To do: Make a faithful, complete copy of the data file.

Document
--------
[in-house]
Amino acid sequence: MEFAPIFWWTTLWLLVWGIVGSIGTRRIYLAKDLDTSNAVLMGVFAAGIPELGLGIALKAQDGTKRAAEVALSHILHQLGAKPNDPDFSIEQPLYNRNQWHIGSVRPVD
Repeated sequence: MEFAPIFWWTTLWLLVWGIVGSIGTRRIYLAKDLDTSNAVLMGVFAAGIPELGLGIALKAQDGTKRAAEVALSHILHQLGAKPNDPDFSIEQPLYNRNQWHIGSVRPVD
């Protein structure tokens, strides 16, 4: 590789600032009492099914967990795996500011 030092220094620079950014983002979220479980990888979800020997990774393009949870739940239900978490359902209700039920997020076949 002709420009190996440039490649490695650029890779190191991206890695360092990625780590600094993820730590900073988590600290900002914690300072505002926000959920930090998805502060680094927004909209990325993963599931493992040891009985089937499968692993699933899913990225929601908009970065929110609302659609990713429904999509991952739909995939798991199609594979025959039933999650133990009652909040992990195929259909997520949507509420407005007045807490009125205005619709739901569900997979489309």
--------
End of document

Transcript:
[in-house]
Amino acid sequence: MEFAPIFWWTTLWLLVWGIVGSIGTRRIYLAKDLDTSNAVLMGVFAAGIPELGLGIALKAQDGTKRAAEVALSHILHQLGAKPNDPDFSIEQPLYNRNQWHIGSVRPVD
Repeated sequence: MEFAPIFWWTTLWLLVWGIVGSIGTRRIYLAKDLDTSNAVLMGVFAAGIPELGLGIALKAQDGTKRAAEVALSHILHQLGAKPNDPDFSIEQPLYNRNQWHIGSVRPVD
């Protein structure tokens, strides 16, 4: 590789600032009492099914967990795996500011 030092220094620079950014983002979220479980990888979800020997990774393009949870739940239900978490359902209700039920997020076949 002709420009190996440039490649490695650029890779190191991206890695360092990625780590600094993820730590900073988590600290900002914690300072505002926000959920930090998805502060680094927004909209990325993963599931493992040891009985089937499968692993699933899913990225929601908009970065929110609302659609990713429904999509991952739909995939798991199609594979025959039933999650133990009652909040992990195929259909997520949507509420407005007045807490009125205005619709739901569900997979489309």